There’s science behind the Black Noise technique that proves it has a significant effect on the whiskey. When Pickerell was putting together the process, he sent two barrels to a lab—a control barrel and a barrel that had been treated with sonic enhancement.
“There was a lot more penetration into the barrel with the sonic enhancement. So when you char the inside of a barrel, you’re going to get all these natural sugars and vanillas and tannins in the wood created in that nice band of caramelized sugar,” says Dietrich. “There’s what we call the red line, right past that band, and there’s other flavors in there that normally the whiskey line doesn’t get to. But the sonic enhancement was able to push it past that red line and get it into that area so you’re pulling out all these unusual notes.”
Brenne was founded by former ballerina Allison Parc, who was looking to start a business after retiring from dance. Whisky innovation outside of Scotland was just starting to take off, so she decided to turn her love for the spirit into a business and set out to make something she couldn’t find on the shelves—a single malt whisky that showcased the terroir of a specific place. Which place? France.
Parc chose France for a number of reasons: the country is the originator of terroir, it has an established reputation with consumers for making luxury goods, and it’s one of the largest consumers of Scotch whisky.
Parc discovered a third-generation farm distillery in Cognac, France that had been producing eau de vie (the spirit that turns into cognac) for centuries. The distillery had been experimenting with creating a whisky to share with its friends that was made from all-French ingredients—organic barley grown on the estate, a cognac strain of yeast, and all-local water from the Charente river—the perfect set-up for a terroir-focused French whisky.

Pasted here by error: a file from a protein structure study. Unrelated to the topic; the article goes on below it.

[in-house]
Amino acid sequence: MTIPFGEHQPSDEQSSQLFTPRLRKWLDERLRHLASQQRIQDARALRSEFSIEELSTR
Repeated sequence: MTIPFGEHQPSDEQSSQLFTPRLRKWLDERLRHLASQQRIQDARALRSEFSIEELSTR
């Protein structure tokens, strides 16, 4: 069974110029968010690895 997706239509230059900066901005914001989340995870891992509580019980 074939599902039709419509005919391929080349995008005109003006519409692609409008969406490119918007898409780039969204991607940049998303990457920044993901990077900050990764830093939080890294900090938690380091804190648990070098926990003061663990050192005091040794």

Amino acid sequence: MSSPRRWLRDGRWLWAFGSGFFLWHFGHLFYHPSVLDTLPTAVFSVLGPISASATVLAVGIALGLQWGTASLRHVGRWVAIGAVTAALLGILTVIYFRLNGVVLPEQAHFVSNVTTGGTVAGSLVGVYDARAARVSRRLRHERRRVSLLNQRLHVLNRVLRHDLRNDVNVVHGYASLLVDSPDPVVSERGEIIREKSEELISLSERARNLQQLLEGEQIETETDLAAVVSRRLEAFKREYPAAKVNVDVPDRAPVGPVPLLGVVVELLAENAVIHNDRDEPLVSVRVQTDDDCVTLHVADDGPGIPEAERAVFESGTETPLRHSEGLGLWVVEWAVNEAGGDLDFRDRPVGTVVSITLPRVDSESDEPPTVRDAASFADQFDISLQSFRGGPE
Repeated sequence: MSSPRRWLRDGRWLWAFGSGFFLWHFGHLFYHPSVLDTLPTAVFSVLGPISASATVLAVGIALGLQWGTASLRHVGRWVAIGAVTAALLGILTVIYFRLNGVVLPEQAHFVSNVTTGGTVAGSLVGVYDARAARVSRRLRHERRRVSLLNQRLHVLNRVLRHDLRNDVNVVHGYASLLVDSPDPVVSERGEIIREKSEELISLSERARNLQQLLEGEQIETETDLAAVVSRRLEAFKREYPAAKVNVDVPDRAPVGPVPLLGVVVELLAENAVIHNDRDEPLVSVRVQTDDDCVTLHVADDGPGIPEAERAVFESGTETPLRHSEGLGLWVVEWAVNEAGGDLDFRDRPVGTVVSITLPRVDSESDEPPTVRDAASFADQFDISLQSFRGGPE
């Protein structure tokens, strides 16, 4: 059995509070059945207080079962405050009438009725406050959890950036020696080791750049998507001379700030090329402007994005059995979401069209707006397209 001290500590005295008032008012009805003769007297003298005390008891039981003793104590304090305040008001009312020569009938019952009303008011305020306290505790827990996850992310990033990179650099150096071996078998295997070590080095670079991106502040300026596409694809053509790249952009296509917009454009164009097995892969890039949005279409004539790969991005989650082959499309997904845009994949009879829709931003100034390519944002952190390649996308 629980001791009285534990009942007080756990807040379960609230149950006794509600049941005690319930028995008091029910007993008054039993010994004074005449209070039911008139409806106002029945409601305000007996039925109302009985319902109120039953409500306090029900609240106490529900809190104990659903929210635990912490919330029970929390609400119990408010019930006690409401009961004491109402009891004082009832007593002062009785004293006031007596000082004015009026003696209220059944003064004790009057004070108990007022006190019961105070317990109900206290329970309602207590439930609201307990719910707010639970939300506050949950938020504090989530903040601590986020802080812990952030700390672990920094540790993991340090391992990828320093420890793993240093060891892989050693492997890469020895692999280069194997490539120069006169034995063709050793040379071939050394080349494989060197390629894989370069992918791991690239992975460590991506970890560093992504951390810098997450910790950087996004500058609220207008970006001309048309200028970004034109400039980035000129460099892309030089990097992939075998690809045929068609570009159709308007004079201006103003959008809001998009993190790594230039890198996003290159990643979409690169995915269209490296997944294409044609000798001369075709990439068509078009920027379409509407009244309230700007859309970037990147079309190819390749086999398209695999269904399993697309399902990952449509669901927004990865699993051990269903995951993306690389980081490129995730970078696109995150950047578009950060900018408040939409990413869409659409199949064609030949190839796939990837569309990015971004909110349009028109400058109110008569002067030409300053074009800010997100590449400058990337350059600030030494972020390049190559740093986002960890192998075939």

Parc inked a deal with the distillery and started producing Brenne. The whisky is made from two types of heirloom barley grown on the estate. After malting, a proprietary strain of yeast that has been in the distiller’s family for generations is added for fermentation, creating a floral mash. This is then twice-distilled in an alembic Charente still (which is typically used for making cognac), creating a fruit-forward new-make spirit that pairs perfectly with the floral notes of the starting mash. The liquid is then aged in new French Limousin oak and Cognac casks—the world’s first single malt to be aged in both these barrels.
Parc saw the double-barrel maturation as another opportunity to showcase terroir. “New French oak and cognac barrels feels really true to who we can be as a brand and also very respectful to what the whisky industry has also done,” she says.
After maturation, the whisky is proofed with water from the Charente river for bottling. The result is a 100% organic whisky rich in fruit-forward, floral, and creamy notes that’s exceptionally smooth. It also provides a true sense of French terroir in its taste and smell.
In 2015, Parc released her first edition of Brenne Ten, a limited-edition, 10-year-old single malt whisky blended from four select barrels. The expression gives Parc another way to showcase terroir by highlighting the vintage of heirloom barley from decade to decade or the adjustments made to barrel management and aging.
Parc has seen more collaboration across categories of the alcohol industry when it comes to finishing. “I see a ton more experimentation happening with finishing—mostly in the barrel management space. With rum finishing, with sharing whiskey barrels with the beer industry, with the wine industry sharing their barrels with the whiskey industry,” she says. “I think it’s a really exciting level to take it to.”
Dietrich notes that single malt whiskeys are coming back. He also says whiskey blends are on the rise. “In the U.S., historically, blends were looked at with a bad connotation,” he says, explaining that they weren’t well regulated in the past. “We’re working to transcend those bad connotations and to bring a good reputation back to the craft of blending in the United States.”
Whiskey experimentation has also extended to cocktails. “Our favorite serve right now for Brenne is a highball. It’s refreshing and lower ABV,” says Parc. “My hope is that the next trend is culinary and that chefs start to play with more whiskeys.”